Category Archives: climate

Audubon urges delay in Marbled Murrelet decision

The Washington Board of Natural Resources is scheduled to vote on a Long-Term Conservation Strategy for the Marbled Murrelet on December 2. Scientists have warned that the proposed strategy will not help recover the population in our state.

Vashon Audubon has signed a joint letter from all 25 Audubon chapters in Washington, urging the board to delay the vote and carefully consider a more effective alternative strategy. We encourage our members to also write to the board individually.

Find more information about the issue and actions you can take on Seattle Audubon’s website. The Washington Environmental Council has an online comment tool

Audubon members raise their voices for birds

A number of Vashon Audubon members participated in Environmental Lobby Day on January 29. We joined more than 500 members of the Environmental Priorities Coalition to urge state legislators to enact 100% clean electricity legislation and other policies. Members Rob Briggs, Sarah Driggs, Rayna and Jay Holtz, Virginia Lohr, Sharon Metcalf, Margie Morgan, and Randy Smith were among those who made the trip to Olympia.

Many of the issues we advocated for have been moving through the legislative process since then. As of Feb. 22, the clean electricity legislation had passed out of the final House and Senate committees.

To see where things stand, read Washington Audubon’s weekly update.

Top priorities for Audubon Washington are a transition to 100% clean electricity, cleaner fuels for transportation, enhanced building efficiency standards, full funding of the Department of Fish and Wildlife’s budget request, and protection of sagebrush habitat.

Other issues on the Coalition agenda are oil spill prevention, emergency actions to save the southern resident orcas, and reduction of plastic pollution

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Rep. Joe Fitzgibbon (near the door) with 34th District constituents.

On the lobby day, 28 constituents of the 34th District—comprising Vashon, West Seattle, and Burien—packed the offices of Rep. Joe Fitzgibbon, Rep. Eileen Cody, and Sen. Joe Nguyen to urge their support these issues.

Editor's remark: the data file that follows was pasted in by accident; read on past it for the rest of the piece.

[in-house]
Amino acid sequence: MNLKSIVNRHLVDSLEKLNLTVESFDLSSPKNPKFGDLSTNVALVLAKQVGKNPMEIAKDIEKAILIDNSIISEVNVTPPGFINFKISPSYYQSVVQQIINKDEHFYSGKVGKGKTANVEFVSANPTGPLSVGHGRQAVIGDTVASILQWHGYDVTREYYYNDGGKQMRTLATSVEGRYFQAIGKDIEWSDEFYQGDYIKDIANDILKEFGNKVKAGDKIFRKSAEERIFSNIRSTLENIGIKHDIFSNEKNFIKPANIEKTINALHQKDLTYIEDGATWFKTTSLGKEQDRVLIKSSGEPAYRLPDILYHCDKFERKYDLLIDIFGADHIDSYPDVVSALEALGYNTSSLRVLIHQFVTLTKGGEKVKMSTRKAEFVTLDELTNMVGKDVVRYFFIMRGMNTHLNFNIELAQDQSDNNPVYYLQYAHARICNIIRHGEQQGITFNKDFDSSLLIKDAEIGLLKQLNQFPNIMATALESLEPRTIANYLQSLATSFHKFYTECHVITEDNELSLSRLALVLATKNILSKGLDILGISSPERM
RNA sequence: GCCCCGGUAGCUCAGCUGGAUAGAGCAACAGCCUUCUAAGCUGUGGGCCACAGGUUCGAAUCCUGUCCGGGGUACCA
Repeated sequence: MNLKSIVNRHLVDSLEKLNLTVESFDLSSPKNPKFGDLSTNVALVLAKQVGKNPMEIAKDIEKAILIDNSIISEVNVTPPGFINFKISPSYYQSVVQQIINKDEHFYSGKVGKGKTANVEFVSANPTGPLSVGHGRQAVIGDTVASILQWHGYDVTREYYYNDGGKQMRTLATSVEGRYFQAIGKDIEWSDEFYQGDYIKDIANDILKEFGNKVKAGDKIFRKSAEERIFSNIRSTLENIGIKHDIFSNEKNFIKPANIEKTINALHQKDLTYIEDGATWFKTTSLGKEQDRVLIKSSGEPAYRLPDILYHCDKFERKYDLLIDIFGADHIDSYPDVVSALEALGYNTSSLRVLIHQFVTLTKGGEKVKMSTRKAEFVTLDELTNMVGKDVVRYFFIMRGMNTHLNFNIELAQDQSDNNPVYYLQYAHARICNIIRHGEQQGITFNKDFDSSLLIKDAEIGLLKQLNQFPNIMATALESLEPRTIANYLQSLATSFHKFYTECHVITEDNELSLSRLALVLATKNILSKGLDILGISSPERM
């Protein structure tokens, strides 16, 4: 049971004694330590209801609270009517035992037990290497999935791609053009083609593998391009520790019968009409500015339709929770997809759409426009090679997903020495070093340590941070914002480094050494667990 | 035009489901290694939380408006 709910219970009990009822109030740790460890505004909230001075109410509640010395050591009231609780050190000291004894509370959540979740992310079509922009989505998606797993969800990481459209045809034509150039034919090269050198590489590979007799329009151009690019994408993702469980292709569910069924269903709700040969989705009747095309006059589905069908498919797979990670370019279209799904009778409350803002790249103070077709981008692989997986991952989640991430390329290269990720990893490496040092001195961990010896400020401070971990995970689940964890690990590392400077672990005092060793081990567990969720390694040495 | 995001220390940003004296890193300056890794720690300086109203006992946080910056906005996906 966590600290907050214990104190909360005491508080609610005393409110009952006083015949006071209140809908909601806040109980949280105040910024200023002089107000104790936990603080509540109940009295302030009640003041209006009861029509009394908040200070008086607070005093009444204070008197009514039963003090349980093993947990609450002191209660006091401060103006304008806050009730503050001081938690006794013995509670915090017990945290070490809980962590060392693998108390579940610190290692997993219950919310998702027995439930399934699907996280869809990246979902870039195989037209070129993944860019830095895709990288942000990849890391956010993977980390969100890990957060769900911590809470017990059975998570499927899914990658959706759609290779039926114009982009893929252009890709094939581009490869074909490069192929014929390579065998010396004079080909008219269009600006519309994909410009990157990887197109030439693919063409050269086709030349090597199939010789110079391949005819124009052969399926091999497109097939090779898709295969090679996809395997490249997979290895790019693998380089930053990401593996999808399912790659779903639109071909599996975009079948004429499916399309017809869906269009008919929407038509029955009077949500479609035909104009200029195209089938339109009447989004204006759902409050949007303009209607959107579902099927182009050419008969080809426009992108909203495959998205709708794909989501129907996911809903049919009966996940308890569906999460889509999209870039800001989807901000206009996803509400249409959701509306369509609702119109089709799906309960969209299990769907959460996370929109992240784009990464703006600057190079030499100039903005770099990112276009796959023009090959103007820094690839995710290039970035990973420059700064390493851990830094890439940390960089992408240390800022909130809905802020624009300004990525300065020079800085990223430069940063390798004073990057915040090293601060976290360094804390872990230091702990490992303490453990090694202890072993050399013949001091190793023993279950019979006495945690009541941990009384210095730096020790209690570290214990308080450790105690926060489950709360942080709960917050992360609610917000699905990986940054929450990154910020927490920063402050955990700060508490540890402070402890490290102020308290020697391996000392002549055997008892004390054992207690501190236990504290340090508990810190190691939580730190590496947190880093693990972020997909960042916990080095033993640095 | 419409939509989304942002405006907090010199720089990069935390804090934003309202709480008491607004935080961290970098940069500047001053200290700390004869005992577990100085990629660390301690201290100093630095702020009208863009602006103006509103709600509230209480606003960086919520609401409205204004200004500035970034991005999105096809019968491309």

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Sen. Joe Nguyen (kneeling) posed with his constituents after their meeting

It wasn’t a hard sell; each of them strongly backs the policies we advocated for. Rep. Fitzgibbon, in particular, chairs the House Environment & Energy Committee and has been a stalwart leader on climate legislation.

We also heard from Gov. Jay Inslee, who offered stirring words to the Coalition crowd on the Capitol steps. “It is our duty to defeat climate change,” he said, “and we are going to defeat climate change.”

Protecting the Migratory Bird Treaty Act

The National Audubon Society has assembled a coalition of more than 500 conservation groups and other organizations to defend the Migratory Bird Treaty Act, which has protected North American birds for 100 years. Vashon Audubon is participating in this effort.

In November 2017, Rep. Liz Cheney introduced a measure to gut the MBTA as an amendment to H.R. 4239, a bill written to weaken environmental protections in order to facilitate oil and gas drilling. Soon after, the Office of the Solicitor within the Department of the Interior released an opinion saying it will no longer enforce the MBTA in cases of incidental bird deaths, effectively giving a blank check to industry to avoid gruesome and preventable bird deaths.

Congress passed the MBTA in 1918 in response to public outcry over the mass slaughter of birds. The law prohibits killing or harming America’s birds except under certain conditions, including managed hunting seasons for game species.

Today, this law protects birds from 21st-century threats by bringing together industry, government and conservation organizations to implement best-management practices. Commonsense solutions like covering oil pits and flagging transmission lines protect countless birds each year from otherwise needless deaths.

A top priority for Audubon this year is to make sure that no bills weakening the MBTA become law.

Purple Martins photo by Ray Pfortner